Book Recommendations:

Womens’ Day Sessions:

  • Management is not command-and-control as Indian upbringing tells you – it is about gaining influence, gaining credibility, recognizing the best ideas and having the ability to marshall people towards them.  (Paulette Altmaier)
  • Don’t need to know 100% of the role before stepping into it. Nobody has done the POTUS job before – they all step into it, some do a good job. (Anjali Joshi)
  • The biggest mistakes made (as admitted by panelists about their own career) was to not imagine a big enough future for themselves. (Paulette Altmaier).
  • Tipping point is 30% of a team being women – that’s when the culture changes for good. Google strives for this, one of the ways is to have 50% females in the intern batch and encourage the interns.

 Entrepreneurship Sessions

  • “Will is optimistic, intellect is pessimistic”. Success depends on the right balance between will and intellect.
  • Supportive spouse and supportive co-founders imply that there is no risk for IITians in the valley to start up. [Spoken by an all-male panel].
  • It helped to hire a cold-caller to carry out product discussions with customers, {before} or {in the early days} of building out the product.
  • Execution risk v/s Market risk: You can either go for low market risk and high execution risk (tough technical problems in the enterprise space, where customer demand is known) or go for low execution and high market risk (social, web, apps).
  • Benefits of picking high execution risk: Tough problems are fun to solve, they help with hiring (distinguishes work at your startup from other routine work), can control it and increase barrier to entry.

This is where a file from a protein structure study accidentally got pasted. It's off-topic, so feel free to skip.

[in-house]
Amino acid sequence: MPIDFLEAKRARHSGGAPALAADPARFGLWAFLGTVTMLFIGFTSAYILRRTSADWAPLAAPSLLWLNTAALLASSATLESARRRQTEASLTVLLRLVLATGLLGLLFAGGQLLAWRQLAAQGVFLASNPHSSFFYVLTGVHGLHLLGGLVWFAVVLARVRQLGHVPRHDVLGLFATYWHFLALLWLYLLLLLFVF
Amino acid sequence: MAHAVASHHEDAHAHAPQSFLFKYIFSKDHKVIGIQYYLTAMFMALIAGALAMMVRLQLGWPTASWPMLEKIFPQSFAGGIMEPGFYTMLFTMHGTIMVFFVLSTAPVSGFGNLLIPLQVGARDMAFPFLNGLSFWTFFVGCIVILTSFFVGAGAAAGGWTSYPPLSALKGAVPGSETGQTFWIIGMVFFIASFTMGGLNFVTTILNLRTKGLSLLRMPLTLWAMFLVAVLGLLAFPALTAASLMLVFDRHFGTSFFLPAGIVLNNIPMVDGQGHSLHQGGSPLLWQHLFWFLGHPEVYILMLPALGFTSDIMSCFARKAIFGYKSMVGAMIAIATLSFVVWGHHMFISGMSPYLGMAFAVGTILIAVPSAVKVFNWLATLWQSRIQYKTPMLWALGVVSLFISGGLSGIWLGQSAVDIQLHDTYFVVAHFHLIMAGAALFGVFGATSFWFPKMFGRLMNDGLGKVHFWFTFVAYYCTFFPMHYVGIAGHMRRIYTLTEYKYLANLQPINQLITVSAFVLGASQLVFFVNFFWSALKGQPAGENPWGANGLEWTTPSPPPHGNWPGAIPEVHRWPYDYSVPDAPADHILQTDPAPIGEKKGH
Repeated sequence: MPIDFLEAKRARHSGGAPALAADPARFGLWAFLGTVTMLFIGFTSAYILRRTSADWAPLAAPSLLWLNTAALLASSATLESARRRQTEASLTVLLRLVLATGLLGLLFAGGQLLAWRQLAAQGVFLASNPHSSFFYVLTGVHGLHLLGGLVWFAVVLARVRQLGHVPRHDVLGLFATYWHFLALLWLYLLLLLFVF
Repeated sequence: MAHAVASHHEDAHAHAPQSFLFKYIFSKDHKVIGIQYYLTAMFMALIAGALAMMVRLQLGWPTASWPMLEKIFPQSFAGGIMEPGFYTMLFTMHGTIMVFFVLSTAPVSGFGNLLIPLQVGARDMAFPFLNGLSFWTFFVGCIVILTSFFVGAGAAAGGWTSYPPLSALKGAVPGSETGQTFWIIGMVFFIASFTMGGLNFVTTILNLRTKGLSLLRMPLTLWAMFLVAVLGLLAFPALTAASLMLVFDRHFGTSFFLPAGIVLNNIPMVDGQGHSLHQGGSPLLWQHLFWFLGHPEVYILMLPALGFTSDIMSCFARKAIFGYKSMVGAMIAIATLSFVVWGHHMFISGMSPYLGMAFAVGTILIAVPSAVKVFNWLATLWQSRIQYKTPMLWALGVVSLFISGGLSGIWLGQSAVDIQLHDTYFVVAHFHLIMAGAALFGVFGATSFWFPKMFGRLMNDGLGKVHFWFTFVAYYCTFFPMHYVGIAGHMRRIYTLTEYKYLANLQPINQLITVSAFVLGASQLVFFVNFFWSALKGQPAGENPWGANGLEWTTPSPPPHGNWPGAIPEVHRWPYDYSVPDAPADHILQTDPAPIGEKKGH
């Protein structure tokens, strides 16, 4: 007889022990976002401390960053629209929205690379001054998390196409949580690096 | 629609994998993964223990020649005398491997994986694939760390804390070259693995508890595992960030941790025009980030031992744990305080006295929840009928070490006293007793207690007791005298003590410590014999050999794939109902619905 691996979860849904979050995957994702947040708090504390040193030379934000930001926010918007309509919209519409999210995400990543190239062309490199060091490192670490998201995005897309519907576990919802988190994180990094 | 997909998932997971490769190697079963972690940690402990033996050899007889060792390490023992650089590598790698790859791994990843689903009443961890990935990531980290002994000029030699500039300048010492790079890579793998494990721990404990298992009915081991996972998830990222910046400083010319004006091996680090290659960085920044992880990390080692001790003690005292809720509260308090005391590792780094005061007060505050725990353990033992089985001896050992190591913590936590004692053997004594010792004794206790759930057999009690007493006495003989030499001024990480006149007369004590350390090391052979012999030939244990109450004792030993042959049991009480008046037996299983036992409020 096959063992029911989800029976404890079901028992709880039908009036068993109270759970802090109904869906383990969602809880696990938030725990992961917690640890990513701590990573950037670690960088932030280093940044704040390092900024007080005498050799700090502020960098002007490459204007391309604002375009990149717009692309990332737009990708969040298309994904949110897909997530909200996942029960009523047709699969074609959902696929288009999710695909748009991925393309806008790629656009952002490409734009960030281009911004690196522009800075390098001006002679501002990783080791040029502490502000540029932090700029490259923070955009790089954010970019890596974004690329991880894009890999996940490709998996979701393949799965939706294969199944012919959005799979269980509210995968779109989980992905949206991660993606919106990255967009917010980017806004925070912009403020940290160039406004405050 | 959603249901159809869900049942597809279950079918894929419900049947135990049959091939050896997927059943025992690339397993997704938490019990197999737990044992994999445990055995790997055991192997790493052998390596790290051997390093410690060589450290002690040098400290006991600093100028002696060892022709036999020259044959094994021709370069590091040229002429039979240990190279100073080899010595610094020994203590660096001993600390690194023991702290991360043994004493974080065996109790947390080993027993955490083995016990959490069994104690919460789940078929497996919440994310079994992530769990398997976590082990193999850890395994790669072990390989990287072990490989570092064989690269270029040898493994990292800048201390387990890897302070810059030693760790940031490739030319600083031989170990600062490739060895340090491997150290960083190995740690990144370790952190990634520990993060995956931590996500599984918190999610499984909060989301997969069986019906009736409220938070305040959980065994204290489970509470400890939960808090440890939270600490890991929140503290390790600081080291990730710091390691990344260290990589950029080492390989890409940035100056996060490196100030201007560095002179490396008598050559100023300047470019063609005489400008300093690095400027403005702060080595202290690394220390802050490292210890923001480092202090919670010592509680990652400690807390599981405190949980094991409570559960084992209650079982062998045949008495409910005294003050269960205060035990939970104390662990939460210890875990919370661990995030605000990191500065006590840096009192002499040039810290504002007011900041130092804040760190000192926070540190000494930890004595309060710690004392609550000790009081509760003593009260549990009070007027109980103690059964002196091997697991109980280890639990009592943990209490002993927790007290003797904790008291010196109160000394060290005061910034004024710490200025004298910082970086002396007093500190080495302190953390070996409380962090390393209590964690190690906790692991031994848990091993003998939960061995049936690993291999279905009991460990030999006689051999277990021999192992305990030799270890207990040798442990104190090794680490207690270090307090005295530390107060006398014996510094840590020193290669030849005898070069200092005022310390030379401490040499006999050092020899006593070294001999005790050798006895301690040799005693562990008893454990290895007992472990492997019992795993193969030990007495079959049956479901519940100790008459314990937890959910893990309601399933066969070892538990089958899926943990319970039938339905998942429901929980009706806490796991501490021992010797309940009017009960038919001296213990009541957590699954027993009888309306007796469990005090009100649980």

• Market risk cannot be controlled. A/B testing, pivoting etc help tame it.
  • “Entrepreneurship is about high highs and low lows – the best way to go about it is to have low highs and high lows”. Control your emotions on a day-to-day basis, and follow the average line, not your temporary emotional state. Helps with everything – being a better founder, leader, spouse and parent.
  • In the enterprise space, the literal power and monetary spending power is shifting from the IT department/CIO  to DevOps (new group), data strategy groups and even HR and sales within the company. Claim: Even the CMO has a bigger tech budget than the CIO now.
  • Interaction with devices has changed dramatically in the PC->mobile shift . PC interaction happened 9-5. Mobile interaction happens all of the waking hours, in bite-sized chunks. Nobody other than FB has > 10% of the user’s mobile interaction time.

 

Vinod Khosla Keynote

  • Don’t ask “why should I do this?” Ask “why shouldn’t I do this?” when evaluating opportunities or things to do.
  • Tidbits from personal journey:
    • Rented electronics magazines from Chandni Chowk as a teenager. That taught him about industry trends, silicon valley and about Andy Grove.
    • “Didn’t want to be different from others. I never bothered about what others were doing.”
    • “Every 4-5 years I go deep into a new area that I know nothing about. And I pretend as if I am back in school again.”
    • Took a sabbatical at age 45, learning complex systems, doing assignments, and hired a Stanford PhD student to tutor him for 3 hours a day.
    • “I reinvent myself not for the sake of it, but because I get bored.”
  • Every exceptional path involves risk – which is why most people don’t end up doing anything.
  • Technology as a religion because it is a resource multiplier – you can get 10x the amount of agricultural output for the same land, or 10x the number of miles for the same amount of gasoline, using technology.
  • 80-90% of Fortune 500 CEOs spend some of their time following media articles and responding to them. These are “supposed leaders”.
  • “Change your context to think differently.”
  • Public transportation may have made some sense a few years back. With driverless cars, it is obsolete.
  • Any investment that rigidly locks in things for the next 5-10 years (public transport, city-building) is a bad idea.